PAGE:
Recording: August 1-5, 2004
Photographer Bruno Vandermeulen (KULeuven) continued his digital recording of small finds, including those found this year and large collections of metal, glass, and ceramics found during previous years. Profiles of ceramics are photographed on 1:1 scale with a macro lens. The digital images are catalogued in a Canto Cumulus image database, divided into finds, excavation (subdivided into sites and surveys), and general. Images get a unique number and are color corrected, and a small jpg of each is made. The photos are catalogued in the corresponding database, categories and "metadata" are added (type of material, where the object is found or where the photo is taken, year of excavation, etc.). The full-size images are stored on DVD's and mobile disks. Back in Leuven the databases and images are transferred to a server, where the team members can log on to search and retrieve the images, they want.
Panoramic site photos will be stitched together to create Quicktime VR movies.
|A panoramic picture of the theater taken by Bruno Vandermeulen|
One of the big moments of the photographic recording was that of the huge statue of Apollo Klarios with a weight of over three tons (see Sculptural Studies, August 1-5). As the many fragments had to be reassembled lying down in a sand box, general pictures and videos could only be taken from above, this means being lifted up by a crane. Bruno thus could take complete pictures of the statues, but as the video images, which he took also showed his knees, the excavation director himself went up to the skies as well, his feet tied to his back, so that no knees would appear in the picture. Finally, also Semra Saral and Gülnür Caliskan, who had removed the fragments on the site, took their first flying classes.
||The excavation director soaring over the colossal Apollo statue
The past two weeks, the collections of metal and glass were photographed. In total, in a mere two weeks Vandermeulen has produced nearly 5,000 digital records of artifacts. Beside this, the excavation director M. Waelkens and his collaborator J. Poblome have taken between 100 and 150 digital pictures a day on the sites and during the surveys. Together with the digital pictures taken by the trench supervisors, the architects, the conservation team, and the various groups of surveyors, the total number of our digital records this year must extend far beyond 20,000. After one week without a photographer, during the two final weeks Danny Veys will join us to photograph the finds of this year.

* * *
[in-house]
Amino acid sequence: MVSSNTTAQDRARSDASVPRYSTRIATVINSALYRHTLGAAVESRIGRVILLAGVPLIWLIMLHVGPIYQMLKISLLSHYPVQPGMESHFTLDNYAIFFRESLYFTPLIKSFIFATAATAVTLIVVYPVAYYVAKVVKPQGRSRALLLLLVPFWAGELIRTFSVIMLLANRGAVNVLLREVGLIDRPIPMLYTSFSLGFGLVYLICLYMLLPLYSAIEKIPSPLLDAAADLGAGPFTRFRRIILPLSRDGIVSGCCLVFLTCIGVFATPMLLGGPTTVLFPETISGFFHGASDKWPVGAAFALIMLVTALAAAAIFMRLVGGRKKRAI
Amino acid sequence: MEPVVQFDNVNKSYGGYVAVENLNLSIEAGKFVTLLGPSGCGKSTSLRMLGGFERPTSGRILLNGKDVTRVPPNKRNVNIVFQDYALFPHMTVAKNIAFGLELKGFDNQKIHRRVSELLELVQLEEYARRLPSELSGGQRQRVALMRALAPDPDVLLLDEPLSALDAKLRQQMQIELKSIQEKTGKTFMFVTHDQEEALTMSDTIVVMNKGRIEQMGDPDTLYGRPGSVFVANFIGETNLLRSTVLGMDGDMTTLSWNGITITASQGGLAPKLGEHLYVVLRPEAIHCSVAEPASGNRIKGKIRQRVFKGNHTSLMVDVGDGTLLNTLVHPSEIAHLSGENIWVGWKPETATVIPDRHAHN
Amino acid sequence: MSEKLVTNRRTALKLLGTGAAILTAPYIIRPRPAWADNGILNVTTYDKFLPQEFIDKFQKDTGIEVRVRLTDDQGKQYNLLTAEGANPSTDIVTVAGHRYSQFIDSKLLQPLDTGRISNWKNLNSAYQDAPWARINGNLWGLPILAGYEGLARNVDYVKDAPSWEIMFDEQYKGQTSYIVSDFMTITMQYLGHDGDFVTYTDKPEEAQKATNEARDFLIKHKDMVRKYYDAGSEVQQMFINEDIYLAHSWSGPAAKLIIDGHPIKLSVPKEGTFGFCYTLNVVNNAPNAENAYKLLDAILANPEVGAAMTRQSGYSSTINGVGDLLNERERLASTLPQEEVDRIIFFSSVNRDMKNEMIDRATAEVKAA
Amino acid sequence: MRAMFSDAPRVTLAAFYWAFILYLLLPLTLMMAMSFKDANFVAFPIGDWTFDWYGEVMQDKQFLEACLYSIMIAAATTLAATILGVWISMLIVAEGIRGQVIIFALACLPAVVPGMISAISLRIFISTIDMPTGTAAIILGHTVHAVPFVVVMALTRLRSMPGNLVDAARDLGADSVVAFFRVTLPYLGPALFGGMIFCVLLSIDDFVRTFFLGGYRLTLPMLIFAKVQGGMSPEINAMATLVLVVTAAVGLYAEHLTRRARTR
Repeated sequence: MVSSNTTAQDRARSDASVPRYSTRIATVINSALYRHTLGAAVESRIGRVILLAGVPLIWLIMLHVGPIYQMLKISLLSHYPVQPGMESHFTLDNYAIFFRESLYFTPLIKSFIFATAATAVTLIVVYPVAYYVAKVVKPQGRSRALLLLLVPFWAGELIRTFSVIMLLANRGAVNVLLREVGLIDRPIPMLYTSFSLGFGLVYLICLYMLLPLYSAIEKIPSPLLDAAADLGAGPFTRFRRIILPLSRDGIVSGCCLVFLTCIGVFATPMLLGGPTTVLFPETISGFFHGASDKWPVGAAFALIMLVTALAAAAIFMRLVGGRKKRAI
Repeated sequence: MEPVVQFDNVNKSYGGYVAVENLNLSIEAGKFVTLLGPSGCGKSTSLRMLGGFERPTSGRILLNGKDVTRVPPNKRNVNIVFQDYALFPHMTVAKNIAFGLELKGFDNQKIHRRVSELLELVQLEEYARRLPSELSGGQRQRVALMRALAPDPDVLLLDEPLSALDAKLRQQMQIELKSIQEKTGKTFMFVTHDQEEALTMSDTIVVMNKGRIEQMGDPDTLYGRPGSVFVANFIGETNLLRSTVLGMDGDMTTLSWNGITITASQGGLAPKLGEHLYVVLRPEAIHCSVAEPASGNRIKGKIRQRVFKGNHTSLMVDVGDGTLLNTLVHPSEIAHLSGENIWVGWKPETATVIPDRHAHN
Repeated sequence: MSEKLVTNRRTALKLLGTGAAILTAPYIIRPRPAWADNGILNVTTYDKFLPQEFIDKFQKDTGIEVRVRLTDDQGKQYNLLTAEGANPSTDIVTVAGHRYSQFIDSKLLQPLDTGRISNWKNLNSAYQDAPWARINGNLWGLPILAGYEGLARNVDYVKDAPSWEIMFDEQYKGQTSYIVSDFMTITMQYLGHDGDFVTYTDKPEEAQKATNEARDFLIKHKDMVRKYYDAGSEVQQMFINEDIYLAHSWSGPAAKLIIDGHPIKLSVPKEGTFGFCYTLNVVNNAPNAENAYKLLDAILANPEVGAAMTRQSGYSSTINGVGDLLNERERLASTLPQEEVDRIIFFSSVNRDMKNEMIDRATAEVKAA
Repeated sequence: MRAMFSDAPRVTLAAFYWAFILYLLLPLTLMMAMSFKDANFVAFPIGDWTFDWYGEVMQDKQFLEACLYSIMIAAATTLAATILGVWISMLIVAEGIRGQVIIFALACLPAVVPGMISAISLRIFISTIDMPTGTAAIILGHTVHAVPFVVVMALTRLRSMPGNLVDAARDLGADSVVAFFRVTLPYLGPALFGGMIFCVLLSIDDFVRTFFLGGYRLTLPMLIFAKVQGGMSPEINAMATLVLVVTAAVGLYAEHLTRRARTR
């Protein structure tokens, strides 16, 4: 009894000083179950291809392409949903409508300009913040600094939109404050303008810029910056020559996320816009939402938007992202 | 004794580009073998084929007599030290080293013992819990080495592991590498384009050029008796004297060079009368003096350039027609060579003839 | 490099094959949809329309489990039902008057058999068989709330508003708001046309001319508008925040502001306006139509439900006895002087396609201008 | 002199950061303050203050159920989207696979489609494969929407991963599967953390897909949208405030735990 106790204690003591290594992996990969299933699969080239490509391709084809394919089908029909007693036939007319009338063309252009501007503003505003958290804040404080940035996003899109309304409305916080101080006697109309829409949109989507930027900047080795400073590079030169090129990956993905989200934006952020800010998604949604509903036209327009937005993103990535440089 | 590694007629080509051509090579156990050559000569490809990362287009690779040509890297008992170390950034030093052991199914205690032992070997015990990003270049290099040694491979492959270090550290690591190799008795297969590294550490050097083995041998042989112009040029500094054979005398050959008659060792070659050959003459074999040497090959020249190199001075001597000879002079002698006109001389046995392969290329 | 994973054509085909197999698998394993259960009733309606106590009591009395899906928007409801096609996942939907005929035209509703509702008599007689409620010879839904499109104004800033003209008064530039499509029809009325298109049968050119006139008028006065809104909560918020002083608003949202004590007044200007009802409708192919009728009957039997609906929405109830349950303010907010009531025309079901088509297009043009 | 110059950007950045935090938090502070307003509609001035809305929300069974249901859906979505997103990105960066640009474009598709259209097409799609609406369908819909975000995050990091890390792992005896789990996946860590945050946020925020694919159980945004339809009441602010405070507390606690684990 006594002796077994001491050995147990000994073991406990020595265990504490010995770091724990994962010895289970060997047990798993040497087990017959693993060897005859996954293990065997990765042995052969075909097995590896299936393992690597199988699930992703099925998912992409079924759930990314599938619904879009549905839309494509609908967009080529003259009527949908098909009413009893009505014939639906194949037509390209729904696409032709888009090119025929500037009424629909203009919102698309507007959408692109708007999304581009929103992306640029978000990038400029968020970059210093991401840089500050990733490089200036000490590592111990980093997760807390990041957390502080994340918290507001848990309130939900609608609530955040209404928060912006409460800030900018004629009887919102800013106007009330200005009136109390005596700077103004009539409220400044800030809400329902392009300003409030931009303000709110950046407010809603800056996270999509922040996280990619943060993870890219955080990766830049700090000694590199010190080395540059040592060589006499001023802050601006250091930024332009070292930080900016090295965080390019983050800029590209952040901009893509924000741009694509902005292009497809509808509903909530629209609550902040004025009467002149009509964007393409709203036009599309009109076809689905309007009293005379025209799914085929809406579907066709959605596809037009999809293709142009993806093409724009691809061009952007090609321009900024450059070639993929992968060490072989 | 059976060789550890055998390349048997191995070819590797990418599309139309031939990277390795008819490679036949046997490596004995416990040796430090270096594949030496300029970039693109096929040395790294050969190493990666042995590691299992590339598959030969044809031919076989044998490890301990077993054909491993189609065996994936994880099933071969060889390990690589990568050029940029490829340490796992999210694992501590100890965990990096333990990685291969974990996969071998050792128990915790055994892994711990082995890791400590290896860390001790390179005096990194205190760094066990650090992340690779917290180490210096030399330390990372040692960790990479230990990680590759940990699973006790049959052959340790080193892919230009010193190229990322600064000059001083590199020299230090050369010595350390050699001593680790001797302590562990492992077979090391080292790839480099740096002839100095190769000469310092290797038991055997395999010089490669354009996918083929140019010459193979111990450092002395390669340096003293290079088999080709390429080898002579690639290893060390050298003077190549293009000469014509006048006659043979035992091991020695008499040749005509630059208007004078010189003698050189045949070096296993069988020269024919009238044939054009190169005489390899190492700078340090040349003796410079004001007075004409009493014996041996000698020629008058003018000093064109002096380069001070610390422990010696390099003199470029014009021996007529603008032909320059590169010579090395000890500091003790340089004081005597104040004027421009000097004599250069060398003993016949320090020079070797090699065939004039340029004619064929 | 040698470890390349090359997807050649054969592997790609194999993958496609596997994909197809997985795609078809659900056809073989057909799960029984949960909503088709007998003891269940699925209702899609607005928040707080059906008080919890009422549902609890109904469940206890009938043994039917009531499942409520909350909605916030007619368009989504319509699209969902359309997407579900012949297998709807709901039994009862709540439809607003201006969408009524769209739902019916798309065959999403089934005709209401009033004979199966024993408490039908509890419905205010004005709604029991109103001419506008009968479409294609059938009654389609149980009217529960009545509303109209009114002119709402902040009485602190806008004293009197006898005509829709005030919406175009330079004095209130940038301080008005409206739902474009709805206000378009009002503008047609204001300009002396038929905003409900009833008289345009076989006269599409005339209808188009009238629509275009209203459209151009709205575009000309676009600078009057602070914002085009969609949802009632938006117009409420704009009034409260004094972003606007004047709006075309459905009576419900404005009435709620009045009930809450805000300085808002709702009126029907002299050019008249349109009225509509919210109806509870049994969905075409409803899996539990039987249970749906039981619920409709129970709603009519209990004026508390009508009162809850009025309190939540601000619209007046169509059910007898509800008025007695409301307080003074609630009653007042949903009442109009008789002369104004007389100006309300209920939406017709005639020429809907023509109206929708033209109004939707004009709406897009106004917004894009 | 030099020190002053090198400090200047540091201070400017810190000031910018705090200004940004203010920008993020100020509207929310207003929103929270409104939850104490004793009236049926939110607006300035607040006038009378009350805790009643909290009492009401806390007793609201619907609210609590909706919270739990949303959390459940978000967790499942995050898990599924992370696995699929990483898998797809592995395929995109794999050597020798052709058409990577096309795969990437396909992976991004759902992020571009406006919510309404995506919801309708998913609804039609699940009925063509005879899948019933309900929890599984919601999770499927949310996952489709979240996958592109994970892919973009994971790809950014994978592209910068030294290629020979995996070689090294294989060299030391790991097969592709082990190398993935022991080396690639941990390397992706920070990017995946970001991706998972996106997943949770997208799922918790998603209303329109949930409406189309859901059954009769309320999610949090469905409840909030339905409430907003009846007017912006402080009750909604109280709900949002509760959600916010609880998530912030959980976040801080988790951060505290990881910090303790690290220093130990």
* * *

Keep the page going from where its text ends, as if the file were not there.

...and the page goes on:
For several years, the Sagalassos project has been actively involved in projects about the use of computer applications in archaeology. In the new European EPOCH network, the Sagalassos Division is one of the core partners. The Sagalassos Division is a co-operation between archaeologists of the Sagalassos Project directed by Marc Waelkens and engineers of the Computer Vision Lab (ESAT, KULeuven), directed by Luc Van Gool. Together they also have joined in a newly established Center for Bio- and Geo- Archaeology and Archaeological Image Processing.
In the scope of this EPOCH network, we are preparing two showcases about Sagalassos. The first one will present the Antonine Nymphaeum in augmented reality (AR). This means that a virtual 3D model of the monument is superimposed on the scene through special AR glasses, giving visitors and scholars a feel for the original appearance of the site. The technique has already successfully been applied at Olympia (Greece), in the so-called ARCHEOGUIDE. This summer, Tijl Vereenooghe is recording lots of pictures and videos, which will serve as input for this technique.
A second showcase will demonstrate a state-of-the-art tool that can assist archaeologists in the systematic recording of their excavations. It will support the detailed 3D capture and representation of stratigraphic layers, including high-resolution textures of these layers. It will also allow 3D scrolling through layers after their removal, derivation and interpretation of Harris matrices, the easy indication of find locations, creation of links to related information, flexible extraction of quantitative information related to the dig, etc. As a test case for this tool we chose the test soundings near the sanctuary of Hadrian and Antoninus Pius, which started last week. Tijl Vereenooghe, using the "shape-from-stills" technique developed by ESAT, will record all excavated layers and features for 3D visualisation. This technique can also be used for the 3D reconstruction of important finds and buildings. This means that Tijl Vereenooghe, who on a weekly basis processes the website texts written by the excavation director, who spends an average of 30 hours a week on them, before sending them to ARCHAEOLOGY currently is carrying out this task amid the ruins of the Imperial shrine.
Note from the Online Editors of ARCHAEOLOGY: The efforts of Prof. Marc Waelkens and Tijl Vereenooghe in bringing you this InteractiveDig are greatly appreciated. Their work is an exemplary model of how archaeologists should communicate with the public.
Illustrating small finds
Since last week, a special team of illustrators started to draw at a 1:1 scale hundreds of artifacts in ceramics, metal, and glass. Ours illustrators are Muriel Bijnens (Belgium) and a group from the Departments of Illustrative and Applied Arts (Provincial High School of Limburg, Belgium) composed of Greet Raeymaekers, Anke Rymenams, Charlotte Vandenberghe, Bieke Van Bompel, and Rob Croonenborghs.